Ayres co-owns Arts & Crafts Period Textiles with Tim Hansen and will additionally return in 2023 as an exhibitor.
Sunday, February 19th, 2023
“The Prairie School Goes West”
by Allen Hazard
A truly American style of architecture, the open and free flowing spaces of the Prairie School architecture gained popularity, thanks to the popular interiors of Frank Lloyd Wright and other Chicago architects spreading throughout the country and even overseas. As the Prairie school influence expanded, it reached the golden coast, giving way to a number of memorable houses and buildings. Author Allen Hazard returns to the Grove Park Inn to explore the Prairie School style on the West Coast from California to Washington in a presentation showing the development of the Prairie School style on San Diego, San Jose, Seattle, and others.
“Why William Morris? Art, Craft, and the Pursuit of Happiness for the 21st Century”
by Yoshiko Yamamoto
Book Club selections
In addition to at least six educational seminars, a range of small group discussion sessions always returns to the annual conference, providing attendees to opportunity to connect and learn from leaders in the community and each other. The conference additionally has an annual book club that meets at the conference to discuss books that are of the Arts & Crafts era. Led by 36-year attendee Pat Bartinique, our Book Club discussions continue to increase in popularity and will meet in the Vanderbilt Wing Roosevelt Room K.
This year’s selections for the book club are: Ragtime by E.L. Doctorow and The Octopus by Frank Norris.
by E.L. Doctorow
Published in 1975, Ragtime captures the spirit of America in the era between the turn of the century and the First World War.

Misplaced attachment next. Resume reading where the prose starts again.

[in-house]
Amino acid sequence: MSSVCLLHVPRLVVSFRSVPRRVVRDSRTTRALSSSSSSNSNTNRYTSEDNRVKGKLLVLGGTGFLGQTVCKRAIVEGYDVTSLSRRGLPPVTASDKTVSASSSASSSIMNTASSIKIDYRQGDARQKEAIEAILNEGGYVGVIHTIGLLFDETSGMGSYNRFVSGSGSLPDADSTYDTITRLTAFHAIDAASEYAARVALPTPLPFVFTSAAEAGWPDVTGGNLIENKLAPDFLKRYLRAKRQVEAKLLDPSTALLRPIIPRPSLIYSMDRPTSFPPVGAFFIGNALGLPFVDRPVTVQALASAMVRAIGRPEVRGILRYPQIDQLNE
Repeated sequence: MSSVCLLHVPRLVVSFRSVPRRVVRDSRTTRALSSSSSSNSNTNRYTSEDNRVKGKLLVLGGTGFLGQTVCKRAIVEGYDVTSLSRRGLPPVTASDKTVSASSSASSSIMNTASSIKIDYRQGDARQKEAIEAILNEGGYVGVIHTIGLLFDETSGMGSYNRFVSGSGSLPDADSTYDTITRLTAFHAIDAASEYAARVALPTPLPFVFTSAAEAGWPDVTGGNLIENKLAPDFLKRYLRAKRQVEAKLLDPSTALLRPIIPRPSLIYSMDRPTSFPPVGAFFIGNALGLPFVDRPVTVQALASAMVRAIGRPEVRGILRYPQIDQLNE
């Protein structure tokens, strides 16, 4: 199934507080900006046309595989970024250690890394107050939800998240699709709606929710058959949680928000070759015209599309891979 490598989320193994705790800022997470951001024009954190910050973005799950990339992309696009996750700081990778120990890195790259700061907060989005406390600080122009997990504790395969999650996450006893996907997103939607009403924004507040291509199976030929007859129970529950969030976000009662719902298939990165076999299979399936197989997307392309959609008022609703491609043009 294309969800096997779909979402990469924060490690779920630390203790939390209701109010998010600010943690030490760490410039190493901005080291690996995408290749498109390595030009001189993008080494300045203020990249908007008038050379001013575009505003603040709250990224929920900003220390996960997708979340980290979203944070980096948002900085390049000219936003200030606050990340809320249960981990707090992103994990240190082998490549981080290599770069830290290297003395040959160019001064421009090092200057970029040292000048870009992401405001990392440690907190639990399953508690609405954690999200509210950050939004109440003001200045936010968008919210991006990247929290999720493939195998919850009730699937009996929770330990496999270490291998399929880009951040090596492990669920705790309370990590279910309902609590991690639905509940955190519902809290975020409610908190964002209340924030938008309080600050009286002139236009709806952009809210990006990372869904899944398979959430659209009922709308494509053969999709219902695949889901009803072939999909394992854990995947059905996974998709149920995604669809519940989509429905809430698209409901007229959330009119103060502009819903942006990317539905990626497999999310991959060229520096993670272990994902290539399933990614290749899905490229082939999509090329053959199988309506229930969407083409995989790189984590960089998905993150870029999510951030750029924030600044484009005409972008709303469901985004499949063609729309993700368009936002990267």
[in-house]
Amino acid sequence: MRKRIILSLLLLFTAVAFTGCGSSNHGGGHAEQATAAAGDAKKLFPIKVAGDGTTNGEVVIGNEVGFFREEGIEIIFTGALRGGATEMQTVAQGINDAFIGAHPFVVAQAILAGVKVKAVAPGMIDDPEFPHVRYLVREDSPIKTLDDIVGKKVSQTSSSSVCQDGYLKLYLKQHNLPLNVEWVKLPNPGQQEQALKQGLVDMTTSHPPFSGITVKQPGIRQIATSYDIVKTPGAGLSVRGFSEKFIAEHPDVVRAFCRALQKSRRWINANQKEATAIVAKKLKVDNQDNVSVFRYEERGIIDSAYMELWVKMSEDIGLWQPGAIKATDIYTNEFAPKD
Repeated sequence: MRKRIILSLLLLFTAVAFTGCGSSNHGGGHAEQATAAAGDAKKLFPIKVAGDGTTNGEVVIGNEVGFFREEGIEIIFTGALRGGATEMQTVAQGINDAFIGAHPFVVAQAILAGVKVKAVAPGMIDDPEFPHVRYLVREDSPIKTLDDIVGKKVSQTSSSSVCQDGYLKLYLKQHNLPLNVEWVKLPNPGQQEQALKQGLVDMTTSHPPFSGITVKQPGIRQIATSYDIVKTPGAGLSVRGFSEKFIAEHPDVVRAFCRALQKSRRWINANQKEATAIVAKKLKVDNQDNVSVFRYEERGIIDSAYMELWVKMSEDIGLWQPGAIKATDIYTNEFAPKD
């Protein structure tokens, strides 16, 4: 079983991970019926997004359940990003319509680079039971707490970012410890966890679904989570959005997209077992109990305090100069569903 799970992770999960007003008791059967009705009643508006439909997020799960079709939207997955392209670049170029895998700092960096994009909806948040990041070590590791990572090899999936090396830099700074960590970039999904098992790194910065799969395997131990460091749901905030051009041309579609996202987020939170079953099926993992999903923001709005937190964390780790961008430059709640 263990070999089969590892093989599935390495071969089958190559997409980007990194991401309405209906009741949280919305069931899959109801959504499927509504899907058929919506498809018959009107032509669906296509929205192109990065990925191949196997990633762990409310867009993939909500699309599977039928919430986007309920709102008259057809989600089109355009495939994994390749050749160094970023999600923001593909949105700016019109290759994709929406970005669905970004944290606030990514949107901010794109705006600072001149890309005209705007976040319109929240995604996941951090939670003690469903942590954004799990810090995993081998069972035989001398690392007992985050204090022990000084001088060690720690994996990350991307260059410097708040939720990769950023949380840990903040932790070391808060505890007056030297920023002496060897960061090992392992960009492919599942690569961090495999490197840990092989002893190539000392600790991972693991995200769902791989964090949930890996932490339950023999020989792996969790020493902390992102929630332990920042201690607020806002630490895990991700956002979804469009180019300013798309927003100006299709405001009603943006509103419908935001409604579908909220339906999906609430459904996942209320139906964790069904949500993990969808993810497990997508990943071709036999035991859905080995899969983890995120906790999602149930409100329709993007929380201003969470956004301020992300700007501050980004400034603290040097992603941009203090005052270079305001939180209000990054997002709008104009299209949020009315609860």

The story opens in 1906 in New Rochelle, New York, at the home of an affluent American family. One lazy Sunday afternoon, the famous escape artist Harry Houdini swerves his car into a telephone pole outside their house. And almost magically, the line between fantasy and historical fact, between real and imaginary characters, disappears. Henry Ford, Emma Goldman, J. P. Morgan, Evelyn Nesbit, Sigmund Freud, and Emiliano Zapata slip in and out of the tale, crossing paths with Doctorow’s imagined family and other fictional characters, including an immigrant peddler and a ragtime musician from Harlem whose insistence on a point of justice drives him to revolutionary violence.
by Frank Norris
Inspired by The Mussel Slough Tragedy, an 1880 dispute over land titles between California settlers and the Southern Pacific Railroad, Frank Norris’ 1901 novel, “The Octopus: A California Story”, is the first part in his unfinished trilogy, “The Epic of Wheat”. The novel depicts the conflict between wheat farmers in the San Joaquin Valley and the Pacific and Southwestern Railroad. When the railroad company attempts to take possession of land leased to and improved by the farmers, the farmers are forced to defend themselves and their claims to the land that they rely on for their livelihood. A powerful social and political commentary, “The Octopus” focuses on how the powers of big business, in this case railroads and their unfair monopolies, are leveraged against the interests of the common man. The second volume of “The Epic of Wheat” trilogy, “The Pit”, which focused on the distribution of wheat in Chicago, was published after Norris’ death and the third installment, to be titled “The Wolf”, which was intended to focus on the effects of famine, was never written. Epic in scope, richly detailed, and satisfyingly realistic, “The Octopus” is a testament to the tragedy often wrought by unchecked corporate power and greed.
Discussion groups session topics coming soon!